Indeed, thanks to a string of other potential bonuses, to be paid for example if Barcelona win La Liga in Spain and the Champions League, Messi could earn a total of up to 122,515,205 euros a year. To put that into context the fourth richest club in Ligue 1 in France, Olympique Marseille, has a total wage bill of 120 million euros for the current season.

But despite the colossal sums involved it is clear that Barcelona were overjoyed that the five-times winner of the prestigious Ballon d'Or award for the world's top player has chosen to stay with the Catalan side. In early July 2017, shortly after Messi's father Jorge had signed the preliminary contract indicating that the star player was intending to stay, the club's director of legal affairs Roman Gomez Ponti sent an email to the club's chief executive Oscar Grau Gomar. In the subject line of the email was just the word ALELUYA ('ALLELUIA') with no fewer than 68 'As' at the end.

Another email supplied by Football Leaks, also written in July 2017, is from the club's president Josep Maria Bartomeu to Jorge Messi, the player's father. It says: “Congratulations everyone! Leo is going to stay here and we all hope that he does.”

Barcelona's eagerness to keep hold of their star was not just shown in their readiness to boost his basic pay but in other ways too. Separate Football Leaks documents show that in 2016 the club had become concerned about Messi's tax affairs in relation to his charity the Leo Messi Foundation. Barcelona's concerns followed a letter it received on April 28th, 2016, from the Spanish tax authorities over the 7.5 million euros that the club had paid to Messi's foundation in the years 2010 to 2013. The authorities wanted more documents and information about those payments.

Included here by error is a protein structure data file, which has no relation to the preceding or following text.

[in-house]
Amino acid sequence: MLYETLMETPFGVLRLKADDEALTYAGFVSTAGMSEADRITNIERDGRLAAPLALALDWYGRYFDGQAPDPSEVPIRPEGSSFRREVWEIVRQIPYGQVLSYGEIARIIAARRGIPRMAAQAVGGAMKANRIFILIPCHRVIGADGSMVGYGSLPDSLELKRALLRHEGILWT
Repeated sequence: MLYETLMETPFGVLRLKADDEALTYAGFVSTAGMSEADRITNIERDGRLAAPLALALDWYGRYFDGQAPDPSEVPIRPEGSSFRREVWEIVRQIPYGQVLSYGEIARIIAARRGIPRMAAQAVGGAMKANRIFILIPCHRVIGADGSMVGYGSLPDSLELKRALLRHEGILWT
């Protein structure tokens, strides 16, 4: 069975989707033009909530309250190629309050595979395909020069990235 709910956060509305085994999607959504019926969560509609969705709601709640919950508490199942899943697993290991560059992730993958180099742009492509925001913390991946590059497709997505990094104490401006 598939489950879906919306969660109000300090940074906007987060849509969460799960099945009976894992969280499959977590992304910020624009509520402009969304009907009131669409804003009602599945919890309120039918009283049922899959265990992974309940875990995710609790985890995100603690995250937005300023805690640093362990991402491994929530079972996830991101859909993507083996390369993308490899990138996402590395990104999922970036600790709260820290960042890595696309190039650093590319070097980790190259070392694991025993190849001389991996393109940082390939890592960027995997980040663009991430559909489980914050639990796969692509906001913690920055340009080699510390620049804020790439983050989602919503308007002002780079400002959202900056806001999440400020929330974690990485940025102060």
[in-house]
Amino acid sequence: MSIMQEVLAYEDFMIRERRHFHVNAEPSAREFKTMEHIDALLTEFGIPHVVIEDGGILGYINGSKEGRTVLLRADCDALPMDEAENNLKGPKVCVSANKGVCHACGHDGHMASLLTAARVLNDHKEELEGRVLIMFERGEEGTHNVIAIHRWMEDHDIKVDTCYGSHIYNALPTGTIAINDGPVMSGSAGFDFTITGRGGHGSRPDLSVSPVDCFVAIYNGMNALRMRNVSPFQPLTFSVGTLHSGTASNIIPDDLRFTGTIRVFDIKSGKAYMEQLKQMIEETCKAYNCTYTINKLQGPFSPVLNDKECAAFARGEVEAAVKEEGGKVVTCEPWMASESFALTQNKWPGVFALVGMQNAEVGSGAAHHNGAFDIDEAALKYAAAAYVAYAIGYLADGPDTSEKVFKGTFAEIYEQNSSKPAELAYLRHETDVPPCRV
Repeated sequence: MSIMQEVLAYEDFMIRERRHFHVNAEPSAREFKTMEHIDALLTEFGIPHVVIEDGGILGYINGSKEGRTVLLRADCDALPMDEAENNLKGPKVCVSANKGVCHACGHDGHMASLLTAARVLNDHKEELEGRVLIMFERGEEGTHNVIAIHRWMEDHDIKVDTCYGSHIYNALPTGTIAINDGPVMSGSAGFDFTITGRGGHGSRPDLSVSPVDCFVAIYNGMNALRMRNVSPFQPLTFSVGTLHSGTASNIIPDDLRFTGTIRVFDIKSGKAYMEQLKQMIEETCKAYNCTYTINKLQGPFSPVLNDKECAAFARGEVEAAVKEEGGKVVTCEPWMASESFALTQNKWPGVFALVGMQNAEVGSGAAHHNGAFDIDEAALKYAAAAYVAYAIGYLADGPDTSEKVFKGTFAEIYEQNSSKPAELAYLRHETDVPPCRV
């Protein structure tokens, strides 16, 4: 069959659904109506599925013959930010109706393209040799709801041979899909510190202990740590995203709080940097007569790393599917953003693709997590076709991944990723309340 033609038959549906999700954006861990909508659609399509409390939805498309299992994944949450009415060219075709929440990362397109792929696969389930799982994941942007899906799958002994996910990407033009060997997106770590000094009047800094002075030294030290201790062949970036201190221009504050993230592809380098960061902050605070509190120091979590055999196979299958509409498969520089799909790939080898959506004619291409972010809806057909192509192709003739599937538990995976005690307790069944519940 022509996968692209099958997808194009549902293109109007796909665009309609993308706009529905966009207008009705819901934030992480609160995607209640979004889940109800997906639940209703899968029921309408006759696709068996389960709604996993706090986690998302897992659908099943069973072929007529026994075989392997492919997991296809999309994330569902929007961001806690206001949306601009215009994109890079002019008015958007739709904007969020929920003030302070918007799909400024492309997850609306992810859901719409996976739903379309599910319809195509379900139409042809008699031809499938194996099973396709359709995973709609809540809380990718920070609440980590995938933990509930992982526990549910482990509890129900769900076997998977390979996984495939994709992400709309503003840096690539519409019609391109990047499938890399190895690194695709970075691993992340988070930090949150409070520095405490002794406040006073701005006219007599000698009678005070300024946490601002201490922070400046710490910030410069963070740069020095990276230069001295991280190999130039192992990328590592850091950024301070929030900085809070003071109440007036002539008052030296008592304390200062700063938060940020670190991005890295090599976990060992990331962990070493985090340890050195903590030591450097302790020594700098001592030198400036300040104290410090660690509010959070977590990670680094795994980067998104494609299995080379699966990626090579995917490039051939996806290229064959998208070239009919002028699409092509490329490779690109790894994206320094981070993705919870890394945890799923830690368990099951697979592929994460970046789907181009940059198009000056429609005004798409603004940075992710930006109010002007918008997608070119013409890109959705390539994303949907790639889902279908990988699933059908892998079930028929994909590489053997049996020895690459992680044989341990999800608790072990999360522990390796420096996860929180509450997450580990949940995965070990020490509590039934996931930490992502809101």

The tax authorities were clearly wondering whether the donations the football club was paying directly to Messi's charity under terms linked to his employment contract should not be taxed like any other income. As things stood, both Barcelona and Messi were saving themselves millions in taxes. If the Spanish tax authorities were right, this meant that the Spanish state and its taxpayers were unfairly subsiding the wealthy player's charity foundation.